TITLE: Senior Program Officer
FUNDING AREAS: Career guidance, infectious diseases, and population and laboratory-based sciences
CONTACT: firstname.lastname@example.org, 919-991-5100
IP TAKE: A scientist, academic, and literature fan, the multitalented and ever-optimistic McGovern is committed to developing the next generation of talent in the medical research community by investing in postdocs and their scientific work.
PROFILE: Victoria McGovern isn't just the sort of person who can write a novel in three days; McGovern believes that "anyone" can. This belief makes a few things apparent about her: McGovern is bright, and she sees immense possibility not only in herself but also in others.
McGovern puts her boundless capacities for work and optimism to use at the Burroughs Wellcome Fund, where her belief in the potential of young minds guides investments toward the work and professional futures of scientists. McGovern's role at the fund is to oversee millions of dollars a year in grant money to (1) help disease-focused scientists, particularly postdocs, develop lucrative and meaningful careers in their field, and (2) assist academic institutions in funding scientific research, including that performed by the postdocs.
As any postdoc can tell you, times are lean in funding for academic scientists these days. Public funding for the sciences is relatively scarce, so private support for postdoctoral students pursuing careers in the sciences is of particular importance in furthering American economic competitiveness and in simply getting our scientists the support they need to do their work.
The Burroughs Wellcome Fund is the American offshoot of a British charity (as you might have guessed from the peculiar spelling) called the Burroughs Wellcome Trust. The trust reports that it is among the world's largest foundations devoted to the biomedical sciences. The stateside fund is no philanthropic slouch itself. The U.S. charity boasts more than $681 million in assets, with about $30 million in annual grant spending.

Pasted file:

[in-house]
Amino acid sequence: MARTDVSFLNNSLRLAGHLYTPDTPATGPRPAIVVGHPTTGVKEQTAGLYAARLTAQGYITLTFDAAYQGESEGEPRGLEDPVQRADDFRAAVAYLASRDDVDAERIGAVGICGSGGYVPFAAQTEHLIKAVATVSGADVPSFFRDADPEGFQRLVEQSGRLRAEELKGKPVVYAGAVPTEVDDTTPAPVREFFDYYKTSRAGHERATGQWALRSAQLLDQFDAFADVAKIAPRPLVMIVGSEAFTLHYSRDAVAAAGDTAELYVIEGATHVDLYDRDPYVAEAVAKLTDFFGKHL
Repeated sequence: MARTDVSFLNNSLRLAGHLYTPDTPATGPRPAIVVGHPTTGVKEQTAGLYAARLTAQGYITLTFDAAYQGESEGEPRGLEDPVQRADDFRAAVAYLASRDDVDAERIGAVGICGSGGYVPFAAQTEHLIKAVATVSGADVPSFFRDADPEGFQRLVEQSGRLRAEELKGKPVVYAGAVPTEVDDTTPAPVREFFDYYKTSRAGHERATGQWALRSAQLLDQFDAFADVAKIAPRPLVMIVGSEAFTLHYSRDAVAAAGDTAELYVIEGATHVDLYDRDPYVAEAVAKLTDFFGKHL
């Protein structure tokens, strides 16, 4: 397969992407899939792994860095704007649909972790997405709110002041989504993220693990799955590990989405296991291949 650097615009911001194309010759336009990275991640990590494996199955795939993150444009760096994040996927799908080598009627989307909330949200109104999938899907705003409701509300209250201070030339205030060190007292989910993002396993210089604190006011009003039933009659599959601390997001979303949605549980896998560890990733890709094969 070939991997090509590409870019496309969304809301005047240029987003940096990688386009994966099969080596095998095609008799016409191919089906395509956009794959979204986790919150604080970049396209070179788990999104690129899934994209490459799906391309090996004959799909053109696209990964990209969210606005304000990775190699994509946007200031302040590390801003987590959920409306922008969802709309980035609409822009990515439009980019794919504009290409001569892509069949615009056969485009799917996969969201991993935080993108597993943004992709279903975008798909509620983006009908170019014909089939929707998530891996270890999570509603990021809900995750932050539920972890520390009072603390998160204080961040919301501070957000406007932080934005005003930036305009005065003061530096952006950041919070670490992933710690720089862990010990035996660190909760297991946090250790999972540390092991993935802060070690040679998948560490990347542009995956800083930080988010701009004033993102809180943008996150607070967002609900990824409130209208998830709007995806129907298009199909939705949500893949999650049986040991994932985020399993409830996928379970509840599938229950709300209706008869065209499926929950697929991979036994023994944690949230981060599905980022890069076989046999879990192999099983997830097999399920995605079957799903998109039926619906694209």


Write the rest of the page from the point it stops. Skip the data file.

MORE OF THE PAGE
McGovern's portfolios—infectious diseases and population and laboratory-based sciences—are principally concerned with training and preparing emerging scientists. Through Burroughs Wellcome's infectious diseases program, applicants (typically assistant professors/postdoctoral students) can apply for $500,000 over a five-year period to study how human hosts handle disease and the multitude of surrounding medical issues. The population and laboratory-based sciences program, meanwhile, funds projects (also at $500,000 over a five-year period) that "bridge the gap between the population and computational sciences and the laboratory-based biological sciences." The idea behind both of these programs, and the other medical research programs the fund operates, is to develop a cadre of young medical researchers who can have productive careers beyond their postdoc years of indentured servitude. As the National Postdoctoral Association characterizes the philanthropic outfit, "The Burroughs Wellcome Fund has been a leader in providing support to postdocs making the transition to independence."
McGovern comes to the Burroughs Wellcome Fund with plenty of experience in academia, so she's well aware of the struggles that up-and-coming scientists face in, well, becoming independent. She has a PhD in biochemistry, and her own research centered around chromosome structure and infectious diseases. McGovern also has taught biochemistry in university settings, including at Birmingham Southern College, the University of North Carolina-Charlotte, and Davidson College. And, as alluded to above, McGovern has a literary affection. In addition to that novel she wrote in three days, she also has a bachelor's degree in English.